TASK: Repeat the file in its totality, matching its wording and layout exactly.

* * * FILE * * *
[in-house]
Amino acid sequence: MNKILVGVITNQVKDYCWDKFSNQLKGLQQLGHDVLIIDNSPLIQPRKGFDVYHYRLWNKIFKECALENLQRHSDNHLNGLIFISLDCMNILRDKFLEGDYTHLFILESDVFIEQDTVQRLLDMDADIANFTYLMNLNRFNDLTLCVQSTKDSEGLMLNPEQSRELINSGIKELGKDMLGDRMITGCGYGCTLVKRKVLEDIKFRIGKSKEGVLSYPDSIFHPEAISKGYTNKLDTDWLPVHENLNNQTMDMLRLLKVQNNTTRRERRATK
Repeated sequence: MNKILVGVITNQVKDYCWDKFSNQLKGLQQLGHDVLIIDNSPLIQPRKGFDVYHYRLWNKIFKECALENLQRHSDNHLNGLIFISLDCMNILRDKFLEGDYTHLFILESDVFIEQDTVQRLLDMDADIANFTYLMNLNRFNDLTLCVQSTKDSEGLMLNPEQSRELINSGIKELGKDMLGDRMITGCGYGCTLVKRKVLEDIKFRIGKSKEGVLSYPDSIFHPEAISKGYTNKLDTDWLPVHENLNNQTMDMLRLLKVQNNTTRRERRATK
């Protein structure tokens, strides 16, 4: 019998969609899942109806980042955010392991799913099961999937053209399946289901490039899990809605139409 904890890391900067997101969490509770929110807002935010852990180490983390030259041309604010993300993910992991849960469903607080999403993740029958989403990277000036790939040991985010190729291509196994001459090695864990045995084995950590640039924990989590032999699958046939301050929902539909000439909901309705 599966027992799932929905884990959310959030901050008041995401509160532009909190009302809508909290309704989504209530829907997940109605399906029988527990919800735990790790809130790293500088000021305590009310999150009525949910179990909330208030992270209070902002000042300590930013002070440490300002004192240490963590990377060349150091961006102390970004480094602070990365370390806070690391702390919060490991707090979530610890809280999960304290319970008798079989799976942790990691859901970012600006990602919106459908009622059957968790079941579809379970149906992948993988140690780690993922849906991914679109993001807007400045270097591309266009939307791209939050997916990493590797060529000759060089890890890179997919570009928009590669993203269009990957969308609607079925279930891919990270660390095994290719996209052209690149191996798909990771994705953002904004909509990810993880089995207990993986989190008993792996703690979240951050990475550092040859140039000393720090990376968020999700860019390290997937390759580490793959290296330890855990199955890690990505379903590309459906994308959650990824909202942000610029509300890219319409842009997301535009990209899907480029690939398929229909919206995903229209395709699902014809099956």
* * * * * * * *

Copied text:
[in-house]
Amino acid sequence: MNKILVGVITNQVKDYCWDKFSNQLKGLQQLGHDVLIIDNSPLIQPRKGFDVYHYRLWNKIFKECALENLQRHSDNHLNGLIFISLDCMNILRDKFLEGDYTHLFILESDVFIEQDTVQRLLDMDADIANFTYLMNLNRFNDLTLCVQSTKDSEGLMLNPEQSRELINSGIKELGKDMLGDRMITGCGYGCTLVKRKVLEDIKFRIGKSKEGVLSYPDSIFHPEAISKGYTNKLDTDWLPVHENLNNQTMDMLRLLKVQNNTTRRERRATK
Repeated sequence: MNKILVGVITNQVKDYCWDKFSNQLKGLQQLGHDVLIIDNSPLIQPRKGFDVYHYRLWNKIFKECALENLQRHSDNHLNGLIFISLDCMNILRDKFLEGDYTHLFILESDVFIEQDTVQRLLDMDADIANFTYLMNLNRFNDLTLCVQSTKDSEGLMLNPEQSRELINSGIKELGKDMLGDRMITGCGYGCTLVKRKVLEDIKFRIGKSKEGVLSYPDSIFHPEAISKGYTNKLDTDWLPVHENLNNQTMDMLRLLKVQNNTTRRERRATK
């Protein structure tokens, strides 16, 4: 019998969609899942109806980042955010392991799913099961999937053209399946289901490039899990809605139409 904890890391900067997101969490509770929110807002935010852990180490983390030259041309604010993300993910992991849960469903607080999403993740029958989403990277000036790939040991985010190729291509196994001459090695864990045995084995950590640039924990989590032999699958046939301050929902539909000439909901309705 599966027992799932929905884990959310959030901050008041995401509160532009909190009302809508909290309704989504209530829907997940109605399906029988527990919800735990790790809130790293500088000021305590009310999150009525949910179990909330208030992270209070902002000042300590930013002070440490300002004192240490963590990377060349150091961006102390970004480094602070990365370390806070690391702390919060490991707090979530610890809280999960304290319970008798079989799976942790990691859901970012600006990602919106459908009622059957968790079941579809379970149906992948993988140690780690993922849906991914679109993001807007400045270097591309266009939307791209939050997916990493590797060529000759060089890890890179997919570009928009590669993203269009990957969308609607079925279930891919990270660390095994290719996209052209690149191996798909990771994705953002904004909509990810993880089995207990993986989190008993792996703690979240951050990475550092040859140039000393720090990376968020999700860019390290997937390759580490793959290296330890855990199955890690990505379903590309459906994308959650990824909202942000610029509300890219319409842009997301535009990209899907480029690939398929229909919206995903229209395709699902014809099956």